First up on the night’s lineup was Anarka and Poppy.
It was not the full band but two of its original members.
This is the first time in 30 years that they have played together, so the look of nervousness on both their faces was understandable.
With female vocals and the drummer playing guitar, they treated the crowd to an electric acoustic set of classic sounding anarcho-punk.
They rip through just a handful of songs delivering a tight performance that was well received by the crowd watching.
The look of relief as they finished the last song showed that this was not an easy gig for them.
But it is safe to say that Anarka and Poppy had nothing to worry about as they played a flawless show.
Liverpool three-piece Super Fast Girlie Show were up next.
The drummer and two bass players had a much louder sound than the previous gig at the Continental, which gave the audience a better appreciation of the rawness this band has.
With an array of effects on the bass, you found yourself questioning whether there was a guitarist lurking in the background.
As they powered their way through a set of punk rock and roll this band delivered a raw, heavy and unforgiving wall of sound to a delighted crowd.
The adrenaline the band put into their performance, along with a set of punishing songs, make these a must see band live and one to watch for in the future.
The billed Astronauts could not make it on the night so it was time for the main band the Zounds, an anarchist post-punk outfit formed in 1977, to take the stage.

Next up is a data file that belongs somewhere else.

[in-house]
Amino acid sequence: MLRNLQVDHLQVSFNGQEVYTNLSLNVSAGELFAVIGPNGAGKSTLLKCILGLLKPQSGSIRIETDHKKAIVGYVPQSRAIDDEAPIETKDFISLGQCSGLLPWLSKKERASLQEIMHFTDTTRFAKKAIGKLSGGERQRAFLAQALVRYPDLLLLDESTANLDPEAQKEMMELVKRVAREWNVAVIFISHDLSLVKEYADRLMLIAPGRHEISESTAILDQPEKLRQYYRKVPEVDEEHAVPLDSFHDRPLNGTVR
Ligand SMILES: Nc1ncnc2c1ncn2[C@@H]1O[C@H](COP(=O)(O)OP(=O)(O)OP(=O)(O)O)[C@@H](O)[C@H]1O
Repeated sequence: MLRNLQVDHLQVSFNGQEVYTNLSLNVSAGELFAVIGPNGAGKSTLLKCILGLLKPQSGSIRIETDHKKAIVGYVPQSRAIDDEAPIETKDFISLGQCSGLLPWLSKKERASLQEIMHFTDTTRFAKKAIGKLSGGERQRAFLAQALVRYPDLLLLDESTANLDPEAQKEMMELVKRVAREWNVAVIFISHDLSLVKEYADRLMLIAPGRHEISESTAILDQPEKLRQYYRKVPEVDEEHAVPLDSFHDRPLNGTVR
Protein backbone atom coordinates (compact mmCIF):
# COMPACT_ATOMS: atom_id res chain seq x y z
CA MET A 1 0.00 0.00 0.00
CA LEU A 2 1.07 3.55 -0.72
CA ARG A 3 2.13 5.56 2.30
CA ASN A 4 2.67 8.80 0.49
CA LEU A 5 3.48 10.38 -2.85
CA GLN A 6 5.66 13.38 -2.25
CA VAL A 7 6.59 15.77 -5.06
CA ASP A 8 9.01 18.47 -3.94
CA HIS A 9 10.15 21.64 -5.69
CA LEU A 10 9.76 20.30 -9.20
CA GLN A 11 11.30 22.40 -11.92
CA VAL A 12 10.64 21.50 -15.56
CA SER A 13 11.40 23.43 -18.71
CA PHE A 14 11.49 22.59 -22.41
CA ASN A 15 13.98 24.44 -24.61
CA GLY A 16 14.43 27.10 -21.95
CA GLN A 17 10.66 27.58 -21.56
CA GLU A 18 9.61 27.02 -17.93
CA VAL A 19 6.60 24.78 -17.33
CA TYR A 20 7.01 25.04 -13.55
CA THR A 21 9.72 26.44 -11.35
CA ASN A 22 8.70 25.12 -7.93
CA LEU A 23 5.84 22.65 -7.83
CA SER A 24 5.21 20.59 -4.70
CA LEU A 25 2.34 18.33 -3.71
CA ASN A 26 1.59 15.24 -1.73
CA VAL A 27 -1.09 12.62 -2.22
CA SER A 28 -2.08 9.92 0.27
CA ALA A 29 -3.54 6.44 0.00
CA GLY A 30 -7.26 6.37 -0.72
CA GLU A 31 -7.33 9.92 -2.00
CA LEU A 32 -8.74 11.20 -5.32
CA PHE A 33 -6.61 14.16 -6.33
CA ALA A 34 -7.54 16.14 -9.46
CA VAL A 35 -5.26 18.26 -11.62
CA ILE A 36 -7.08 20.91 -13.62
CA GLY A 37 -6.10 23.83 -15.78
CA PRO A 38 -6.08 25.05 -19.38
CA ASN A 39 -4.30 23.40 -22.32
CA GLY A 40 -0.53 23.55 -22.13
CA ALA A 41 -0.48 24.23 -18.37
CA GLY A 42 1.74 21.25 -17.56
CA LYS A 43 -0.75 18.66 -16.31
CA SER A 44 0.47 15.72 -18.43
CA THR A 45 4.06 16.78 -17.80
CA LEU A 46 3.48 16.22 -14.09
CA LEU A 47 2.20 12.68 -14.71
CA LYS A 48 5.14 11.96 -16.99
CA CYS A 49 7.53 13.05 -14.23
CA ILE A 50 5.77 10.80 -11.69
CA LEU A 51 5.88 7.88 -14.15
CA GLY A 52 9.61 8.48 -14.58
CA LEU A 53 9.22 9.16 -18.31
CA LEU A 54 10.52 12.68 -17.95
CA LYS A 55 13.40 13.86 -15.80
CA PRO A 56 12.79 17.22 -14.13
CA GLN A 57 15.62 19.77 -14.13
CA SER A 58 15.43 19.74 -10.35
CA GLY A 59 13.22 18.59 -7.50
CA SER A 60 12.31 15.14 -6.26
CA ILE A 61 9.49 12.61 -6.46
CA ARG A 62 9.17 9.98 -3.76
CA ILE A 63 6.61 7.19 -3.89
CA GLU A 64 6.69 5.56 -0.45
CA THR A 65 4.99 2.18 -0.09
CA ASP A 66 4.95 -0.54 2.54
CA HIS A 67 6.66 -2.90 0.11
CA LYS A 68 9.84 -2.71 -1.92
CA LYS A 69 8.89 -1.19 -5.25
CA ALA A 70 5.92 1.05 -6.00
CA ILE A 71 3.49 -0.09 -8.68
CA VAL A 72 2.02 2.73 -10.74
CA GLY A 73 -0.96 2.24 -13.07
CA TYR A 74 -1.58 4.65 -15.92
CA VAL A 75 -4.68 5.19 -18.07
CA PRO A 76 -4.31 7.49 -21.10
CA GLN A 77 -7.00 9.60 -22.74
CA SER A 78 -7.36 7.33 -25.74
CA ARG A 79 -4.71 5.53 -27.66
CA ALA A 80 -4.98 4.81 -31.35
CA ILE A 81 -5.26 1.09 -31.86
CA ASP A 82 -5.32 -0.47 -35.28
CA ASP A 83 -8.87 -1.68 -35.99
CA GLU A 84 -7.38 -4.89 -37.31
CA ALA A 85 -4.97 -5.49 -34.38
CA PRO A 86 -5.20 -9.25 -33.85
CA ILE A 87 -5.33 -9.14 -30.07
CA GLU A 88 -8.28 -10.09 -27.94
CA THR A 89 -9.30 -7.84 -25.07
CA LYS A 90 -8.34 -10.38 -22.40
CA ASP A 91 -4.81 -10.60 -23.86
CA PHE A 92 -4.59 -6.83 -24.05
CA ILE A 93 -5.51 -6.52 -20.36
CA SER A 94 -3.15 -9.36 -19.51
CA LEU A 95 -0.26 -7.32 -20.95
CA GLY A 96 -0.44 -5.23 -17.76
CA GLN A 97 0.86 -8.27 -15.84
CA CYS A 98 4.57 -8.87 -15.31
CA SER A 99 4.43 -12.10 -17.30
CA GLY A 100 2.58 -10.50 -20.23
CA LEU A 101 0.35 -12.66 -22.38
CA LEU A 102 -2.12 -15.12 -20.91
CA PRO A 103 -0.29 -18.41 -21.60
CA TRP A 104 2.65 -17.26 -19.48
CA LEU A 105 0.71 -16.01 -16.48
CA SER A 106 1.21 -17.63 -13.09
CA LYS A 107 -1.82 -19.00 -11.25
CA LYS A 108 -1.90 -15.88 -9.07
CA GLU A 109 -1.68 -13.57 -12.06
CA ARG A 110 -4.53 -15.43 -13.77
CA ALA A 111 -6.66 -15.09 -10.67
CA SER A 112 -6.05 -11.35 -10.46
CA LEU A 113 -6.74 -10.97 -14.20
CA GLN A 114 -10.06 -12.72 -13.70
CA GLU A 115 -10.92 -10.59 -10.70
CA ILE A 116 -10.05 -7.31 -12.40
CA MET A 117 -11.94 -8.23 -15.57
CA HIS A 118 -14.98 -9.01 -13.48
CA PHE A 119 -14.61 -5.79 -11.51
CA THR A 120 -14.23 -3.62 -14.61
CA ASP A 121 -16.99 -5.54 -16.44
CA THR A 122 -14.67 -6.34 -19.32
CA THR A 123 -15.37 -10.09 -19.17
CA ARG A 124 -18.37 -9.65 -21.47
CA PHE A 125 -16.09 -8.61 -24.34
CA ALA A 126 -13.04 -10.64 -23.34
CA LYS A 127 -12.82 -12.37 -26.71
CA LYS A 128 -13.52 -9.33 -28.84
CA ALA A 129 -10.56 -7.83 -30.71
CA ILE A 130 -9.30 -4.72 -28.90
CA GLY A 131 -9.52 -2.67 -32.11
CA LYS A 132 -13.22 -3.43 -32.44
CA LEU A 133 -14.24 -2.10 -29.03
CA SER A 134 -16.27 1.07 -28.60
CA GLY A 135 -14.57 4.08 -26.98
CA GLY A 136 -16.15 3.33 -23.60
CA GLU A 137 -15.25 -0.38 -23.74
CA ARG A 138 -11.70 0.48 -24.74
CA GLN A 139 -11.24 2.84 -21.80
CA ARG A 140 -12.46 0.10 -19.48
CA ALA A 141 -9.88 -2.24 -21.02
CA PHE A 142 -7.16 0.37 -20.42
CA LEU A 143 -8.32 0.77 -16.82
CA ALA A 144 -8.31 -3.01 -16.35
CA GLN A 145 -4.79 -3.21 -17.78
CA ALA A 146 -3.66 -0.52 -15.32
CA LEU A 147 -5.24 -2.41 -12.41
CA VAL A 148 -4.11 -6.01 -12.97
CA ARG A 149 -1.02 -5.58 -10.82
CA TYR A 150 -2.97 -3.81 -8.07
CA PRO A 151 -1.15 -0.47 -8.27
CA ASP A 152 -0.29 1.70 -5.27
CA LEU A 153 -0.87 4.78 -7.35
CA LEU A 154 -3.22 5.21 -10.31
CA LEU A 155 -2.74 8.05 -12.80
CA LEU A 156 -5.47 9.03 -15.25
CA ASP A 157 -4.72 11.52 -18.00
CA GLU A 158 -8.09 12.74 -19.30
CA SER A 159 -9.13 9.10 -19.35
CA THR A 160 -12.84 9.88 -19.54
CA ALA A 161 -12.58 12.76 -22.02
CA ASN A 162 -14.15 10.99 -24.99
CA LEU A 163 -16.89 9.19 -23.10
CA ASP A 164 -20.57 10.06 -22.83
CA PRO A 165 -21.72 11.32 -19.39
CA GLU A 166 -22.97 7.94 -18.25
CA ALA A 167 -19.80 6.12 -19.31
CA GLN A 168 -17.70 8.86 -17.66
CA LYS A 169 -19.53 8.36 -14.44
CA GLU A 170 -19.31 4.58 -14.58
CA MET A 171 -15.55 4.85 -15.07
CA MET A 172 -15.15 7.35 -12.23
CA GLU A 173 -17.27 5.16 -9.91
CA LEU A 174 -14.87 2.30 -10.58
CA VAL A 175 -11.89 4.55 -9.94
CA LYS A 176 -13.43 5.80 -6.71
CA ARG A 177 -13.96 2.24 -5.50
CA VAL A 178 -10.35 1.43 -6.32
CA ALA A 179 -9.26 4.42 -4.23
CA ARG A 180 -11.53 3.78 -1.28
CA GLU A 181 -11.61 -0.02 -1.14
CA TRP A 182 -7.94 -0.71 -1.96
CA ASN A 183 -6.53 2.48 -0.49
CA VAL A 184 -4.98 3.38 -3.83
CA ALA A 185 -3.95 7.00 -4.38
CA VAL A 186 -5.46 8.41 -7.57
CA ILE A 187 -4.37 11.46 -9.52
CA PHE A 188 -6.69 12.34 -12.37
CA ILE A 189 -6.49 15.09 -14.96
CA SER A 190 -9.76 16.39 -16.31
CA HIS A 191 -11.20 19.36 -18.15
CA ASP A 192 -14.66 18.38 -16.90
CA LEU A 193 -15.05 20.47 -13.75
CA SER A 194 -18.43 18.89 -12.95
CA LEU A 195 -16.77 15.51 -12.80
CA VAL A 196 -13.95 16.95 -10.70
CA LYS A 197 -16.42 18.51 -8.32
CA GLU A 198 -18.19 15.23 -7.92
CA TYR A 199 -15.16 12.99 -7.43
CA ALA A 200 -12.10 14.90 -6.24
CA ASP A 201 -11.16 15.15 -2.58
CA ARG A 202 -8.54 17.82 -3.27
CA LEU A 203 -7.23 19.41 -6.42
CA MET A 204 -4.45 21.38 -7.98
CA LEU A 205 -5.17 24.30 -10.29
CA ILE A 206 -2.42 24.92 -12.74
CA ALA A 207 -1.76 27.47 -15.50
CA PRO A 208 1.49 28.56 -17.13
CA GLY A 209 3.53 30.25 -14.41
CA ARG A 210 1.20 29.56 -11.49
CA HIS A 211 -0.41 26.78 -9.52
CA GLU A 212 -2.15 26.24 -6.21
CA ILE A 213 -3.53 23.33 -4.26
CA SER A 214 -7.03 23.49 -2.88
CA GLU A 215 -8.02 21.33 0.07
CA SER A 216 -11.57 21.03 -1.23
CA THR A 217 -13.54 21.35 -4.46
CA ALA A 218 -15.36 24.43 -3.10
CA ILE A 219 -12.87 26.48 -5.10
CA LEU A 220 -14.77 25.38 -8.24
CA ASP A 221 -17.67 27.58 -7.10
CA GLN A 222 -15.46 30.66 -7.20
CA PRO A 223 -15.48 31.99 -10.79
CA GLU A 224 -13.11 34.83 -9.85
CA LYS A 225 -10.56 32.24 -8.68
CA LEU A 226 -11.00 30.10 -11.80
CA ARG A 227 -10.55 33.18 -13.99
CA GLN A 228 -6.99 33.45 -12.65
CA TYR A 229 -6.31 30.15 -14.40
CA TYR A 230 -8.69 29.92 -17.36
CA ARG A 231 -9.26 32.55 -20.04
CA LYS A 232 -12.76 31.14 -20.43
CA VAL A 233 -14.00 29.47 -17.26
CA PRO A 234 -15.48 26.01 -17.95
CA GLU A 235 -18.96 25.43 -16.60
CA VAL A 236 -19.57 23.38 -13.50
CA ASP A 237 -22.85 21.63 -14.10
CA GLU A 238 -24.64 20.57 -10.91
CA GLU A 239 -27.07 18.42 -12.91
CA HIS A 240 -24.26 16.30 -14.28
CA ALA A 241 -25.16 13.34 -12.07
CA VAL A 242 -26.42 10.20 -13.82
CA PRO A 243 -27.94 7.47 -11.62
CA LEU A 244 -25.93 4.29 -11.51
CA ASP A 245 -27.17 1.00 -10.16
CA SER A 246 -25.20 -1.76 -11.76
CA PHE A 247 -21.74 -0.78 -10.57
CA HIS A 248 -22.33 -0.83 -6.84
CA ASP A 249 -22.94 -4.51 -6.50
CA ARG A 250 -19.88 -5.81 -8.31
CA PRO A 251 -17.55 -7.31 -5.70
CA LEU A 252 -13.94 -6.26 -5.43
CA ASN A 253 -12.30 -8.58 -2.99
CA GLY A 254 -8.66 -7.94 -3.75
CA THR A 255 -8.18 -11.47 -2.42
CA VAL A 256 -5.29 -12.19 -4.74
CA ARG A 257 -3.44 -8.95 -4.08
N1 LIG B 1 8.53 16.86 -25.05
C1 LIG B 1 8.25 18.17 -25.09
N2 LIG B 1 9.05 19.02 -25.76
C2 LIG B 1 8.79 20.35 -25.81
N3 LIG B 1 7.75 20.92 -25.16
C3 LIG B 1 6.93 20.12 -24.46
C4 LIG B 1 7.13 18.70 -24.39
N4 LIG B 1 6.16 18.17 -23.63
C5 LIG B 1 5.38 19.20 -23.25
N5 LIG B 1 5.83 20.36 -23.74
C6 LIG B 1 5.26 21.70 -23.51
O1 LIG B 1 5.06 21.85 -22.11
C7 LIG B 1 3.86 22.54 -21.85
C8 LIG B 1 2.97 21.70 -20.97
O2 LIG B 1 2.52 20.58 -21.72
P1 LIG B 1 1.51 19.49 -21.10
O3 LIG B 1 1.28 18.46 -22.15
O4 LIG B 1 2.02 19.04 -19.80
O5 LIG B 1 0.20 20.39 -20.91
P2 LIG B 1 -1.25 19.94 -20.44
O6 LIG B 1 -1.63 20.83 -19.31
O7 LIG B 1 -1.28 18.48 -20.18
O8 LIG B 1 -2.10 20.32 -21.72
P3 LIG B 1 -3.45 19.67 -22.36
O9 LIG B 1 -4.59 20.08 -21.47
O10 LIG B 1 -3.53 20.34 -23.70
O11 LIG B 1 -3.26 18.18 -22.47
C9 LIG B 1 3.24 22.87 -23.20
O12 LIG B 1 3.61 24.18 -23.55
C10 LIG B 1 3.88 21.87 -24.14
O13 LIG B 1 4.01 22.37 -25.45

You could feel a sense of anticipation in the room over what to expect from the three piece.
The sound was clear and loud as they ran through classic tracks like Subvert, Little Bit More, Dirty Squatters and the psychedelia-influenced Demystification.
Their songs were played well with no margin for error and the gig flowed effortlessly along.
Unfortunately, they lacked energy and stage presence, the songs seemed slowed down and it was as if some of their spirit had been lost over the years.
For me there was no enthusiasm to the set but perhaps I’d missed the point, as opinion on the night was divided.
The songs were greeted with applause and they certainly had the most crowd movement of the evening.
Although the gig was not packed out, the majority of the crowd were behind the band and enjoyed the performance.
It was good to see the band live and hear tracks I’d only previously heard on record, but overall I left feeling I had not seen them at their best.
Photos by Richard Nixon